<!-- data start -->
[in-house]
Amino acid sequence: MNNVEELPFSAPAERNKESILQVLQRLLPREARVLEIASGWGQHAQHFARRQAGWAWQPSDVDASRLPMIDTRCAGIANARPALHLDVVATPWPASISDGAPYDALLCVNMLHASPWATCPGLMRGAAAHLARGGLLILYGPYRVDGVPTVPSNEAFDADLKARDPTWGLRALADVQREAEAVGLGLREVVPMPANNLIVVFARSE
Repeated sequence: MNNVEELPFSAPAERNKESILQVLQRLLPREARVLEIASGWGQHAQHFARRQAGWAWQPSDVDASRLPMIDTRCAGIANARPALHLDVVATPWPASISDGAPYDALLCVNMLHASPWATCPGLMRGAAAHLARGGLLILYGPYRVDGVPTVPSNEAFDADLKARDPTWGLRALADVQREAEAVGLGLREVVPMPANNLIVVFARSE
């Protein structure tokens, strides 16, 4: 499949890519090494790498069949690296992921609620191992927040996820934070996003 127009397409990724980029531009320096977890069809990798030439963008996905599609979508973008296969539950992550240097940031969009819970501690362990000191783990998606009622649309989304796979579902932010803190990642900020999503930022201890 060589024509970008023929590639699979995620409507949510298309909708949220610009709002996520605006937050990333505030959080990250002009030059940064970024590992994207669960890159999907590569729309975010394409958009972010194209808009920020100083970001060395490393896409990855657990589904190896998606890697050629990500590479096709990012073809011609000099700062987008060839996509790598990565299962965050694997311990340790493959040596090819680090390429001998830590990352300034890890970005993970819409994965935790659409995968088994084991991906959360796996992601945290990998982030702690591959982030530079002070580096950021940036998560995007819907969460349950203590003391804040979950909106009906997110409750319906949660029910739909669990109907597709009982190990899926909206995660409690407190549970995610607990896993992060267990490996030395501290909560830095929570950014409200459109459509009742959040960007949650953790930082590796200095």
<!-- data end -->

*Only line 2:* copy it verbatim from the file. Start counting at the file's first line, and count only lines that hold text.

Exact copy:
Amino acid sequence: MNNVEELPFSAPAERNKESILQVLQRLLPREARVLEIASGWGQHAQHFARRQAGWAWQPSDVDASRLPMIDTRCAGIANARPALHLDVVATPWPASISDGAPYDALLCVNMLHASPWATCPGLMRGAAAHLARGGLLILYGPYRVDGVPTVPSNEAFDADLKARDPTWGLRALADVQREAEAVGLGLREVVPMPANNLIVVFARSE